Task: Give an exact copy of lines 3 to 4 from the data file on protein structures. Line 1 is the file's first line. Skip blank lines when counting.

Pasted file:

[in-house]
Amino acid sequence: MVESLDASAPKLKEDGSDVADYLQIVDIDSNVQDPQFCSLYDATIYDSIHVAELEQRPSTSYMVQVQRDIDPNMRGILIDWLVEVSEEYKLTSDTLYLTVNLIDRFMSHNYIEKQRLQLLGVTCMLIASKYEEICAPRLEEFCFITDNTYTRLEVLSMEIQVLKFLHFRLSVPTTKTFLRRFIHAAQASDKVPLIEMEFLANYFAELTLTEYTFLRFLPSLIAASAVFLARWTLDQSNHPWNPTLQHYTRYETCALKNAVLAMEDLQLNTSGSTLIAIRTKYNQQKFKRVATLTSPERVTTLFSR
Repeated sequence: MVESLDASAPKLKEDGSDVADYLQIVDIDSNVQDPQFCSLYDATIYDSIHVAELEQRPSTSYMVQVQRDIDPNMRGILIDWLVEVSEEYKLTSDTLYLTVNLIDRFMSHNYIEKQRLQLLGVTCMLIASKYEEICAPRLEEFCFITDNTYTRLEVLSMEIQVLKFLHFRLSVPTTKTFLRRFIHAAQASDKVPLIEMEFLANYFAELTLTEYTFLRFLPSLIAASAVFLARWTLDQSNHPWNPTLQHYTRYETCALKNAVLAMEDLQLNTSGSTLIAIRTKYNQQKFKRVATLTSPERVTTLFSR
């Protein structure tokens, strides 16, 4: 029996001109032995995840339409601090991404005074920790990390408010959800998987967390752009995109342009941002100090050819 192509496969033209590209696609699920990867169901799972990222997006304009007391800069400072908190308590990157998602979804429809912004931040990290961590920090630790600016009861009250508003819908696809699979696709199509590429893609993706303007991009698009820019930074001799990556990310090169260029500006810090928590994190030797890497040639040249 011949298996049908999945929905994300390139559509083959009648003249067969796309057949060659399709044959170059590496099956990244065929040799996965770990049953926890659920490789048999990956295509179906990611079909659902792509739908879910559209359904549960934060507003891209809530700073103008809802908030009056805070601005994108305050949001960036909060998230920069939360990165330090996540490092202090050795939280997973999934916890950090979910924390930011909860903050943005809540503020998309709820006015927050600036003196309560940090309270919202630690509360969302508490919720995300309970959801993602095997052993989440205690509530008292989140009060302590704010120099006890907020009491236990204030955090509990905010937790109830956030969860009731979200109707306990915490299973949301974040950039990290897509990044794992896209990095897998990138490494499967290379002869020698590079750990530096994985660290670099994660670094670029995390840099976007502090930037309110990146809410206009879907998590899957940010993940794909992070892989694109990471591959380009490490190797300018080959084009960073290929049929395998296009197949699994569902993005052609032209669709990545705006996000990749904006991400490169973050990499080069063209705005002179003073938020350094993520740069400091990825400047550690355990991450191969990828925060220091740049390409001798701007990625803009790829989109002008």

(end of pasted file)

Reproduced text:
Repeated sequence: MVESLDASAPKLKEDGSDVADYLQIVDIDSNVQDPQFCSLYDATIYDSIHVAELEQRPSTSYMVQVQRDIDPNMRGILIDWLVEVSEEYKLTSDTLYLTVNLIDRFMSHNYIEKQRLQLLGVTCMLIASKYEEICAPRLEEFCFITDNTYTRLEVLSMEIQVLKFLHFRLSVPTTKTFLRRFIHAAQASDKVPLIEMEFLANYFAELTLTEYTFLRFLPSLIAASAVFLARWTLDQSNHPWNPTLQHYTRYETCALKNAVLAMEDLQLNTSGSTLIAIRTKYNQQKFKRVATLTSPERVTTLFSR
């Protein structure tokens, strides 16, 4: 029996001109032995995840339409601090991404005074920790990390408010959800998987967390752009995109342009941002100090050819 192509496969033209590209696609699920990867169901799972990222997006304009007391800069400072908190308590990157998602979804429809912004931040990290961590920090630790600016009861009250508003819908696809699979696709199509590429893609993706303007991009698009820019930074001799990556990310090169260029500006810090928590994190030797890497040639040249 011949298996049908999945929905994300390139559509083959009648003249067969796309057949060659399709044959170059590496099956990244065929040799996965770990049953926890659920490789048999990956295509179906990611079909659902792509739908879910559209359904549960934060507003891209809530700073103008809802908030009056805070601005994108305050949001960036909060998230920069939360990165330090996540490092202090050795939280997973999934916890950090979910924390930011909860903050943005809540503020998309709820006015927050600036003196309560940090309270919202630690509360969302508490919720995300309970959801993602095997052993989440205690509530008292989140009060302590704010120099006890907020009491236990204030955090509990905010937790109830956030969860009731979200109707306990915490299973949301974040950039990290897509990044794992896209990095897998990138490494499967290379002869020698590079750990530096994985660290670099994660670094670029995390840099976007502090930037309110990146809410206009879907998590899957940010993940794909992070892989694109990471591959380009490490190797300018080959084009960073290929049929395998296009197949699994569902993005052609032209669709990545705006996000990749904006991400490169973050990499080069063209705005002179003073938020350094993520740069400091990825400047550690355990991450191969990828925060220091740049390409001798701007990625803009790829989109002008």